Cities and police forces throughout the country are attempting to stifle the Occupy Wall Street phenomenon that has taken hold. Mayors of various cities have ordered the shutdown of many protestor encampments citing crime, violence, poor sanitation and upcoming winter weather as the primary justifications.
Just last week, New York City Police evicted Occupy Wall Street protestors from Zuccotti Park – ground zero for protests in NYC for the last two months. However, every time a city decides to restrict the First Amendment rights of protestors during the Occupy Wall Street movement, concerns arise regarding the use of excessive force by police.
Occupy Wall Street Excessive Force Allegations
As police deal with Occupy Wall Street protestors, many police have used extreme methods of “crowd control.” For example, last week an 84-year-old woman was hit with pepper spray while taking part in a protest in Seattle. The woman stated she went to the protest in an effort to show solidarity with New York following a police action in NYC in which they cleared protestors from a Manhattan park called Zuccotti Park.
Zuccotti Park itself is also no stranger to violence between police officers and protesters. Just last week, a 20-year-old protester was beaten to the ground by police after police claim the protestor stole an officer’s hat and resisted arrest. As a result of the beating, the attorney for the young protestor stated he needed four staples just to close the gash given to him by police batons.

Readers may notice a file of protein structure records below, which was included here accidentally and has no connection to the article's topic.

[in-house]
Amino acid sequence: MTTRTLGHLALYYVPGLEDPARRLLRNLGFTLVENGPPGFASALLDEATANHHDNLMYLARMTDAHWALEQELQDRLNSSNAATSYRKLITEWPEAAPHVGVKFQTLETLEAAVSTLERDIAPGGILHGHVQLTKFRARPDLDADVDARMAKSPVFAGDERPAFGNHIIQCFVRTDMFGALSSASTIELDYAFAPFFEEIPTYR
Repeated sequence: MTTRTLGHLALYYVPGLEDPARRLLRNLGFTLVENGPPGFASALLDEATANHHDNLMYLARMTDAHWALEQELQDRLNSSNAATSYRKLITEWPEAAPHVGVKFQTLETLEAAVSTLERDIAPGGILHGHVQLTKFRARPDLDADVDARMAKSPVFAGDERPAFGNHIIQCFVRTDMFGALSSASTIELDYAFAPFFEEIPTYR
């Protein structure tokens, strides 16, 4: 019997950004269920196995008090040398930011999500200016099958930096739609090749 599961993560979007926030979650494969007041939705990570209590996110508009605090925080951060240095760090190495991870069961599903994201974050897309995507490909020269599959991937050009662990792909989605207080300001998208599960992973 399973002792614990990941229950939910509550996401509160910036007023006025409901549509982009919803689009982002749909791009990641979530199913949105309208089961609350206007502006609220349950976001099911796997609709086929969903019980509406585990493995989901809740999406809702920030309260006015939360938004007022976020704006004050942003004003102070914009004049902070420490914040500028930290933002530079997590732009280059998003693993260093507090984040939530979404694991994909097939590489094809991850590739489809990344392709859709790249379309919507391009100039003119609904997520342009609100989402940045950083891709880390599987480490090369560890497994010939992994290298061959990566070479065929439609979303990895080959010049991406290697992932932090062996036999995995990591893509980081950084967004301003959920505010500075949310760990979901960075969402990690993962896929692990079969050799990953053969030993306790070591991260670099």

Also in New York City, lawsuits have already been filed against the N.Y.P.D. claiming false arrest and the use of excessive force – with the most recent arising out of incident at a downtown Manhattan Citibank, but there are surely many to follow.
Moreover, following the eviction from Zuccotti Park, many NYC Occupy Wall Street protestors intended to stage a 24-hour drum protest at the East Side home of Mayor Bloomberg. However, police had other ideas – they blocked off every corner with metal barricades and lines of police, severely restricting the protestors’ right to protest in a public place.
This restriction upon the First Amendment rights in a public place, in addition to the use of excessive force, raises concerns regarding the rights and safety of Occupy Wall Street protestors. If you believe a police officer violated your constitutional rights, or used excessive force during an arrest, contact an experienced civil-rights/personal-injury attorney to be advised of your rights and options.